A-ha’s First Attempt at ‘Take On Me’ is Pretty Eerie
Today, we look at A-ha’s first attempt at “Take On Me,” complete with their first music video for the song.
This is “Just Like the Time Before,” a feature where I examine instances from pop culture history where creators did early versions of later, notable characters and plot ideas. Essentially, the “test runs” for future famous characters and stories.
What we now know as the hit song, “Take On Me,” originally just began as basically that awesome keyboard hook from the song that band member Magne Furuholmen came up when he was 15 years old and he just kept trying to work it into songs for the next few years, until it appeared in the song, “Miss Eerie” with his band, Bridges, that he was in with future fellow A-ha member, Pål Waaktaar.
Waaktaar and Furuholmen eventually moved to London to work on demos an again kept trying to come up with a song that could use that awesome keyboard hook in it. They kept getting record label interest due to that hook. They met Morten Harket and he became the leader singer of their new group, A-ha, and “Miss Eerie” eventually became “Take On Me,” but even though it had that awesome keyboard, it just wasn’t clicking. They signed with Warner Brothers UK and “Take On Me” was released and it totally flopped.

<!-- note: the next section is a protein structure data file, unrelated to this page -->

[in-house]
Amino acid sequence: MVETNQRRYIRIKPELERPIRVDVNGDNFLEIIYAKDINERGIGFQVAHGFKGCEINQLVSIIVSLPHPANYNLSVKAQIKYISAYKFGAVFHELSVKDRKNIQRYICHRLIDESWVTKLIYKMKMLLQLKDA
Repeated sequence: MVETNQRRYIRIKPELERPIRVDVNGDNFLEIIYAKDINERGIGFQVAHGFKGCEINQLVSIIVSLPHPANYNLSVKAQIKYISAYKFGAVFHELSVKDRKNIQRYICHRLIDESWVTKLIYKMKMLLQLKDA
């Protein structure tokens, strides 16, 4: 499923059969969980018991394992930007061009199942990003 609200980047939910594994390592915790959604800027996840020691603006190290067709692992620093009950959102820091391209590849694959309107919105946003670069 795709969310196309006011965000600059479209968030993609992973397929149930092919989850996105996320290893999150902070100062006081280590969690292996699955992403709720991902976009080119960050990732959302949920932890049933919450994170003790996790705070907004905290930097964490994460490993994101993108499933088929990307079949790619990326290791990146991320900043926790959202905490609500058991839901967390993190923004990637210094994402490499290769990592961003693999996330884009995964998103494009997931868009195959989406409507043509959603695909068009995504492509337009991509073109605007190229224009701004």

However, again, that hook! So the demo was played for a Warner Brothers America executive and when he also saw how attractive Harket was, he felt that they had to be able to sell these guys. So he signed them to Warner Brothers America and had the song remixed and put out a music video that spotlighted Harket’s good looks. It also flopped.
Check out the version and see how eerie it is that it’s ALMOST the song we all know and love, but not quite there. It’s just slightly off.
Warner Brothers wasn’t giving up yet, so they had the song remixed AGAIN and this time, they had an avant garde music video produced, hoping that the new music video would sell the song in the United States and, well, that’s exactly what happened, along with the much fuller sound of the remixed “Take on Me”…
And the rest, as they say, is history.
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